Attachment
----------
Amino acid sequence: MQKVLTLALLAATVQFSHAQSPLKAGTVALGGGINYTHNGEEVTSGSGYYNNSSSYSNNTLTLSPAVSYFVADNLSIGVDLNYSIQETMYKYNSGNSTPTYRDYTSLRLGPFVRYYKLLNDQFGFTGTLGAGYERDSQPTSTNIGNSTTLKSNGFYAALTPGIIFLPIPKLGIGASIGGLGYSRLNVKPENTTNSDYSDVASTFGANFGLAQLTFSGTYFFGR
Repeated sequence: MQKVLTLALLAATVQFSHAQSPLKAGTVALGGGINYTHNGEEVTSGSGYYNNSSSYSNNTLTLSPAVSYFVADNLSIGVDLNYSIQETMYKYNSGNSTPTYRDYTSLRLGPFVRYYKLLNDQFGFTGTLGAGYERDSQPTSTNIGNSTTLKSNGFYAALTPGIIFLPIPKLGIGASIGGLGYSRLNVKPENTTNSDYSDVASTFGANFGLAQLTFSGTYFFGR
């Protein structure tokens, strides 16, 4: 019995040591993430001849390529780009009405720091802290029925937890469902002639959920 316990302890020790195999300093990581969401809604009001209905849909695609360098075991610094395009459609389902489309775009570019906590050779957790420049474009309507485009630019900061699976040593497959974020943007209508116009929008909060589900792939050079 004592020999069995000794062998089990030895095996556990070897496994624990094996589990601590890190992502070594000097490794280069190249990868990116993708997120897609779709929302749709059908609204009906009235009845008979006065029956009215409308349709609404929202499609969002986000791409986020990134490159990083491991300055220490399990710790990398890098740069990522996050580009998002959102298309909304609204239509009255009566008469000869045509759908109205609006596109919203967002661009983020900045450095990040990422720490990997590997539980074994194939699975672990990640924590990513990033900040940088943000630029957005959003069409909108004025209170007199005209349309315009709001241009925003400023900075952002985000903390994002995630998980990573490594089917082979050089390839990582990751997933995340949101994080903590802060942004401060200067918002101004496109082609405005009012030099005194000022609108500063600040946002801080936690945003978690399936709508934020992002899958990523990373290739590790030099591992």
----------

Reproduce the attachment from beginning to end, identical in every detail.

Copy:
Amino acid sequence: MQKVLTLALLAATVQFSHAQSPLKAGTVALGGGINYTHNGEEVTSGSGYYNNSSSYSNNTLTLSPAVSYFVADNLSIGVDLNYSIQETMYKYNSGNSTPTYRDYTSLRLGPFVRYYKLLNDQFGFTGTLGAGYERDSQPTSTNIGNSTTLKSNGFYAALTPGIIFLPIPKLGIGASIGGLGYSRLNVKPENTTNSDYSDVASTFGANFGLAQLTFSGTYFFGR
Repeated sequence: MQKVLTLALLAATVQFSHAQSPLKAGTVALGGGINYTHNGEEVTSGSGYYNNSSSYSNNTLTLSPAVSYFVADNLSIGVDLNYSIQETMYKYNSGNSTPTYRDYTSLRLGPFVRYYKLLNDQFGFTGTLGAGYERDSQPTSTNIGNSTTLKSNGFYAALTPGIIFLPIPKLGIGASIGGLGYSRLNVKPENTTNSDYSDVASTFGANFGLAQLTFSGTYFFGR
């Protein structure tokens, strides 16, 4: 019995040591993430001849390529780009009405720091802290029925937890469902002639959920 316990302890020790195999300093990581969401809604009001209905849909695609360098075991610094395009459609389902489309775009570019906590050779957790420049474009309507485009630019900061699976040593497959974020943007209508116009929008909060589900792939050079 004592020999069995000794062998089990030895095996556990070897496994624990094996589990601590890190992502070594000097490794280069190249990868990116993708997120897609779709929302749709059908609204009906009235009845008979006065029956009215409308349709609404929202499609969002986000791409986020990134490159990083491991300055220490399990710790990398890098740069990522996050580009998002959102298309909304609204239509009255009566008469000869045509759908109205609006596109919203967002661009983020900045450095990040990422720490990997590997539980074994194939699975672990990640924590990513990033900040940088943000630029957005959003069409909108004025209170007199005209349309315009709001241009925003400023900075952002985000903390994002995630998980990573490594089917082979050089390839990582990751997933995340949101994080903590802060942004401060200067918002101004496109082609405005009012030099005194000022609108500063600040946002801080936690945003978690399936709508934020992002899958990523990373290739590790030099591992």